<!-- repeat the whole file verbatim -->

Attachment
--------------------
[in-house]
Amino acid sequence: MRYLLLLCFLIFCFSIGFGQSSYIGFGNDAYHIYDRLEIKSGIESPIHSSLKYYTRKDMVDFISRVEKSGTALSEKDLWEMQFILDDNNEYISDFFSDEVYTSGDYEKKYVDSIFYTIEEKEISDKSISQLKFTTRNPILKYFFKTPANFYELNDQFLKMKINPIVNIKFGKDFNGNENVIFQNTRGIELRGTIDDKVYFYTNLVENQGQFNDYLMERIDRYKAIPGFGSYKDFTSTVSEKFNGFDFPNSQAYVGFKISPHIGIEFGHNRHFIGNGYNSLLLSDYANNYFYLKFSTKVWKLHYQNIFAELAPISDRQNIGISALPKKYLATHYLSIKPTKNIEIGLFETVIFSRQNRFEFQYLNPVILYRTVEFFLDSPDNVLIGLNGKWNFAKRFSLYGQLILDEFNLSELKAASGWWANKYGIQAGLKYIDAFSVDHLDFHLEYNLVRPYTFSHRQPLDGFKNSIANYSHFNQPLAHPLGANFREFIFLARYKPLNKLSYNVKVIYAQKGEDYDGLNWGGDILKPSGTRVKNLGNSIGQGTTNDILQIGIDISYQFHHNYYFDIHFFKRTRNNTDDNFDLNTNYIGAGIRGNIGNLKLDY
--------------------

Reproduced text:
[in-house]
Amino acid sequence: MRYLLLLCFLIFCFSIGFGQSSYIGFGNDAYHIYDRLEIKSGIESPIHSSLKYYTRKDMVDFISRVEKSGTALSEKDLWEMQFILDDNNEYISDFFSDEVYTSGDYEKKYVDSIFYTIEEKEISDKSISQLKFTTRNPILKYFFKTPANFYELNDQFLKMKINPIVNIKFGKDFNGNENVIFQNTRGIELRGTIDDKVYFYTNLVENQGQFNDYLMERIDRYKAIPGFGSYKDFTSTVSEKFNGFDFPNSQAYVGFKISPHIGIEFGHNRHFIGNGYNSLLLSDYANNYFYLKFSTKVWKLHYQNIFAELAPISDRQNIGISALPKKYLATHYLSIKPTKNIEIGLFETVIFSRQNRFEFQYLNPVILYRTVEFFLDSPDNVLIGLNGKWNFAKRFSLYGQLILDEFNLSELKAASGWWANKYGIQAGLKYIDAFSVDHLDFHLEYNLVRPYTFSHRQPLDGFKNSIANYSHFNQPLAHPLGANFREFIFLARYKPLNKLSYNVKVIYAQKGEDYDGLNWGGDILKPSGTRVKNLGNSIGQGTTNDILQIGIDISYQFHHNYYFDIHFFKRTRNNTDDNFDLNTNYIGAGIRGNIGNLKLDY